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On Sunday we took a trip to Malargue, the mountain town where clear air and clear water  create an ideal environment for two activities: observing the heavens and raising trout.  Sky and water combined to make this an exceptionally satisfying day.  

Following Route 40 up and over a ridge of the Sierra Pintadas that borders San Rafael, the landscape levels out on a plateau known as Pampa Amarilla.  There's a salt lake Salinas del Diamante to the south of the highway and dry desert land to the north and straight ahead a view of three majestic Andean snow-capped peaks.  Our driver points out El Sosneado, the site of the airline crash in 1972 that tragically took the lives of many members of a Uruguayan rugby team.   The survivors headed west towards Chile seeking rescue, a rugged journey that took several months.  Had they chosen to walk eastward, they would have arrived on the Argentine pampa and found help within a day or two.  Every year, parents and relatives of the team members make a special pilgrimage to visit the mountain grave. 

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At intervals across the hardscrabble desert ranches where Black Angus cattle graze on sparse vegetation and gauchos can be seen riding their horses, plastic tanks stand out like strange beige mushrooms amidst cacti and sagebrush.  The Pierre Auger Observatory in Malargue has installed 1600 water tanks as part of an international project designed to attract and record cosmic rays.   The inside of each tank is a completely dark environment until cosmic rays enter and electromagnetic shock waves produce light.  Solving the mystery of high energy particles  is the goal for  280 scientists from 70 countries involved in the project.  Where do they come from?  How can  energy be harnessed for use here on earth?  What do cosmic rays tell us about the origin of the universe?   A few questions to ponder on the two hour drive to Malargue....
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Pierre Auger Observatory in Malargue
About 12 km  outside of town, past the Dique Blas-Brisoli and Rio Malargue, a dirt road leads to a trout farm called Cuyam-Co Truchas.  This family business includes a campground, a series of freshwater pools for raising fish and a restaurant where trout is featured on the menu.   A worker catches, kills and cleans the trout that will be served for our lunch. 
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The restaurant overlooks the pools where trout are swimming.
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A worker scoops fish from the pond.
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The trout are cleaned.
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The restaurant fills up with families enjoying Sunday lunch.
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Slices of smoked trout and trout pate are served as appetizers.
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The foil-baked trout is moist and delicious.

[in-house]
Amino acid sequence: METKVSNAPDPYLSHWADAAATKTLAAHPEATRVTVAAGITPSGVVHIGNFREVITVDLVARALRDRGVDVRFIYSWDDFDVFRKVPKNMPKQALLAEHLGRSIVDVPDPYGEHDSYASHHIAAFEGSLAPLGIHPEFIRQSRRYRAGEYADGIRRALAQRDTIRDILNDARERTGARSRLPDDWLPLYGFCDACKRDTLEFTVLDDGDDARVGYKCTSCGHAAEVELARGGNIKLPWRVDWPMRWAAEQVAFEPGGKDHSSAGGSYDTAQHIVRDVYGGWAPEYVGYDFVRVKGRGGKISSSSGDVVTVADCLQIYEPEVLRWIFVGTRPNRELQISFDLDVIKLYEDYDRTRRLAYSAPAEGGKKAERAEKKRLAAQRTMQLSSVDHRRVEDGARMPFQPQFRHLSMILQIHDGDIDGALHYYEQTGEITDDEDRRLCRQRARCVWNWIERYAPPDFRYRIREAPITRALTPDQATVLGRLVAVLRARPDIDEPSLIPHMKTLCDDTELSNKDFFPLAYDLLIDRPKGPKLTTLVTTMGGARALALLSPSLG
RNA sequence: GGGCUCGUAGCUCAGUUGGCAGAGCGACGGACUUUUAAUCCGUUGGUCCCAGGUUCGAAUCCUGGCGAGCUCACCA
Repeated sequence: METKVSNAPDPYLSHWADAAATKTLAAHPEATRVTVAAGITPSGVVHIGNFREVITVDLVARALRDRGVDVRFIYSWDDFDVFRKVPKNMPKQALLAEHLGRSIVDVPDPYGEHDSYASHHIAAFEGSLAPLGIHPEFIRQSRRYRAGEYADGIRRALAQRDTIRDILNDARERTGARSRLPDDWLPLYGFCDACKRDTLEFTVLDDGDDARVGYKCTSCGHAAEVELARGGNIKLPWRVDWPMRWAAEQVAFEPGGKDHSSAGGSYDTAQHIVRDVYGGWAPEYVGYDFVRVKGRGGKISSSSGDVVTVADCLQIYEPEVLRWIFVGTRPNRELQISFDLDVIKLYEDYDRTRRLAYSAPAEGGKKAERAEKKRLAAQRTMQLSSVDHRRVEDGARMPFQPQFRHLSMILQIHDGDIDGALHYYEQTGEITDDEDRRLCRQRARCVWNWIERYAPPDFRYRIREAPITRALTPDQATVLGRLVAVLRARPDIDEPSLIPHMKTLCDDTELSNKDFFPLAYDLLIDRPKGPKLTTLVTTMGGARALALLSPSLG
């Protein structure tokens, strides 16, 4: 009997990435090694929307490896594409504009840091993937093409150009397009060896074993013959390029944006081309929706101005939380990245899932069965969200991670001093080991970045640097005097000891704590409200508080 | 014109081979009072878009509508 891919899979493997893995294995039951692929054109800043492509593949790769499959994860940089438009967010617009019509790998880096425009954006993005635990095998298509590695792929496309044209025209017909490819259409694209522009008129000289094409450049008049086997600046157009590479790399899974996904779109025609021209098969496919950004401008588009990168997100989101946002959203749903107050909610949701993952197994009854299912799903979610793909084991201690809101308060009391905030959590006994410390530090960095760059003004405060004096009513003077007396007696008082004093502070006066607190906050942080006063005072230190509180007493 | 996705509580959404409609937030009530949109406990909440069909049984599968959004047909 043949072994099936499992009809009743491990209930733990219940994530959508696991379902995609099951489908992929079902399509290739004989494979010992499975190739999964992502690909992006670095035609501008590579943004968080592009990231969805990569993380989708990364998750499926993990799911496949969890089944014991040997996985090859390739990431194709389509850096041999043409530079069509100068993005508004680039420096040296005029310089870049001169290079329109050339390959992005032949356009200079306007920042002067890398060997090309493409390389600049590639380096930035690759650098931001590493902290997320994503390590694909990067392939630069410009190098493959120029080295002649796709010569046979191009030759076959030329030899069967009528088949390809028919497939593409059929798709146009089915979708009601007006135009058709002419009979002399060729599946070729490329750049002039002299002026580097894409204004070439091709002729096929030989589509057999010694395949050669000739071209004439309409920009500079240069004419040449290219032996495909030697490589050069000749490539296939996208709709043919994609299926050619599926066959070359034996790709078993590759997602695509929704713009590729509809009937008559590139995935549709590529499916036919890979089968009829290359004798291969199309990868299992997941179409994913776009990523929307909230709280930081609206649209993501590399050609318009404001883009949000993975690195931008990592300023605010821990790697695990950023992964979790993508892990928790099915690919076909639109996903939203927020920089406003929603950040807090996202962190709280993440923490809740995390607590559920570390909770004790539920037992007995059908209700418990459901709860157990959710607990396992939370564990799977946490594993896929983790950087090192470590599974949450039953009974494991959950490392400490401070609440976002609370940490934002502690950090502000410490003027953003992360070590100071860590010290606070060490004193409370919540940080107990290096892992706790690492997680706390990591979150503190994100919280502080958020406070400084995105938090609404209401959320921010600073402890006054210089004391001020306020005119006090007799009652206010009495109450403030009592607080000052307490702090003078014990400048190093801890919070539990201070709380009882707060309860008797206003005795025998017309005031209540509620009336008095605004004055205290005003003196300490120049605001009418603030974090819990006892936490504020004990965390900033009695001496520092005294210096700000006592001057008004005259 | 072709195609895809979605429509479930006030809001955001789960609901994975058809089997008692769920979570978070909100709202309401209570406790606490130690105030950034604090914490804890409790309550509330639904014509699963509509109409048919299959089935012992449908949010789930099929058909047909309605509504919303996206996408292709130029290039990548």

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A perfect pairing with the fish.
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Remains of a fine meal
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Ambrosia, a light-textured, lemon-flavoured polenta dessert.
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"We have heard so far the voice of life on one small world only.  But we have at last begun to listen for other voices in the cosmic fugue." 
                                                                                                 - Carl Sagan
 
 
Spring is the season for asparagus, that delicate shoot that at its best is sweet-tasting, earthy-smelling and tender.   October  in San Rafael  brings vendors to the streetcorners with their wooden carts full of green bundles tied with string.    The man who sells asparagus just outside of the supermarket Vea has the best thin stalks, much nicer than the woody thick ones sold inside the store.   The price for a bundle is 4 pesos.  
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Years ago, when we lived in the Netherlands, the spring season was marked by the harvest of white asparagus and each restaurant featured a special white wine to accompany this delicacy.  Served with melted butter, hard-boiled eggs and ham, the white asparagus was a traditional  rite of spring  in the province of Limburg. 


 At lunchtime today we decided to recreate the asparagus menu with a distinctive Argentine twist.  Our wine selection was a bottle of Jean Rivier Tocai 2008, a white wine made right here in San Rafael from grapes grown in our neighbourhood, Rama Caida.  The crisp citrus notes in this wine  complemented the asparagus, devilled eggs and jamon crudo we paired with it, without overwhelming the light flavours of the meal.  

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Bodega Jean Rivier was founded by Swiss-French immigrants in 1956, and has continued under the direction of the Rivier family to the present day.  Their artisanal production includes a line of reds (Cabernet Sauvignon,  Merlot) a rose (Malbec) and whites (Tocai, Chenin Blanc).  They also produce two interesting  blended wines - Malbec/Bonarda and Chenin/Torrontes.   We highly recommend the Jean Rivier whites.   This bottle was purchased for 14 pesos at Vinoteca wine store on Ballofet.

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